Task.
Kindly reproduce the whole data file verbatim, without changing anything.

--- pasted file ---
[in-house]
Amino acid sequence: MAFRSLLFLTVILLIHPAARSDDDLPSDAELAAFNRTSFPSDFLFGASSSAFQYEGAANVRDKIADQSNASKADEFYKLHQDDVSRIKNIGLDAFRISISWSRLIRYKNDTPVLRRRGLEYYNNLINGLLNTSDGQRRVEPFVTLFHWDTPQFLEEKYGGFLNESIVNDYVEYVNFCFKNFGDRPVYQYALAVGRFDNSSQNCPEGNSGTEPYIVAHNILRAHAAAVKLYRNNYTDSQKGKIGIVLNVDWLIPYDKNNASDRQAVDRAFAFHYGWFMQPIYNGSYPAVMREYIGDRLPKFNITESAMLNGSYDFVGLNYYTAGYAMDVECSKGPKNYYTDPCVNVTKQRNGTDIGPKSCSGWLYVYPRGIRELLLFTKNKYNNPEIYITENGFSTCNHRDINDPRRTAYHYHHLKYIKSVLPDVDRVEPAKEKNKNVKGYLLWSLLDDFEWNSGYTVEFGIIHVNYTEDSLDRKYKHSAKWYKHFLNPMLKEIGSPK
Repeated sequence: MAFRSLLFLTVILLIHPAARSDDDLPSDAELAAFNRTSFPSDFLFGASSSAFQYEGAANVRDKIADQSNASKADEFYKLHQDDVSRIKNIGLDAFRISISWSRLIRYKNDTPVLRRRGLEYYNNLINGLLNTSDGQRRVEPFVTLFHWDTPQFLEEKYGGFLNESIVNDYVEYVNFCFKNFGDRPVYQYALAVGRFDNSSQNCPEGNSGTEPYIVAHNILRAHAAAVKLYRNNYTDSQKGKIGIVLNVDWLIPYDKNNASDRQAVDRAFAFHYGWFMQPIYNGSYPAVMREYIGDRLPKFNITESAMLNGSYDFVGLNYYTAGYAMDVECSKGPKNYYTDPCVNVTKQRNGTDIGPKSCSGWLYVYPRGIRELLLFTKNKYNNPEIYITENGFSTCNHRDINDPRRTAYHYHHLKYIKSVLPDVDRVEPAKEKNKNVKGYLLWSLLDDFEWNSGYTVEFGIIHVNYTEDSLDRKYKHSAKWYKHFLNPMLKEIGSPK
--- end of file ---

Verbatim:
[in-house]
Amino acid sequence: MAFRSLLFLTVILLIHPAARSDDDLPSDAELAAFNRTSFPSDFLFGASSSAFQYEGAANVRDKIADQSNASKADEFYKLHQDDVSRIKNIGLDAFRISISWSRLIRYKNDTPVLRRRGLEYYNNLINGLLNTSDGQRRVEPFVTLFHWDTPQFLEEKYGGFLNESIVNDYVEYVNFCFKNFGDRPVYQYALAVGRFDNSSQNCPEGNSGTEPYIVAHNILRAHAAAVKLYRNNYTDSQKGKIGIVLNVDWLIPYDKNNASDRQAVDRAFAFHYGWFMQPIYNGSYPAVMREYIGDRLPKFNITESAMLNGSYDFVGLNYYTAGYAMDVECSKGPKNYYTDPCVNVTKQRNGTDIGPKSCSGWLYVYPRGIRELLLFTKNKYNNPEIYITENGFSTCNHRDINDPRRTAYHYHHLKYIKSVLPDVDRVEPAKEKNKNVKGYLLWSLLDDFEWNSGYTVEFGIIHVNYTEDSLDRKYKHSAKWYKHFLNPMLKEIGSPK
Repeated sequence: MAFRSLLFLTVILLIHPAARSDDDLPSDAELAAFNRTSFPSDFLFGASSSAFQYEGAANVRDKIADQSNASKADEFYKLHQDDVSRIKNIGLDAFRISISWSRLIRYKNDTPVLRRRGLEYYNNLINGLLNTSDGQRRVEPFVTLFHWDTPQFLEEKYGGFLNESIVNDYVEYVNFCFKNFGDRPVYQYALAVGRFDNSSQNCPEGNSGTEPYIVAHNILRAHAAAVKLYRNNYTDSQKGKIGIVLNVDWLIPYDKNNASDRQAVDRAFAFHYGWFMQPIYNGSYPAVMREYIGDRLPKFNITESAMLNGSYDFVGLNYYTAGYAMDVECSKGPKNYYTDPCVNVTKQRNGTDIGPKSCSGWLYVYPRGIRELLLFTKNKYNNPEIYITENGFSTCNHRDINDPRRTAYHYHHLKYIKSVLPDVDRVEPAKEKNKNVKGYLLWSLLDDFEWNSGYTVEFGIIHVNYTEDSLDRKYKHSAKWYKHFLNPMLKEIGSPK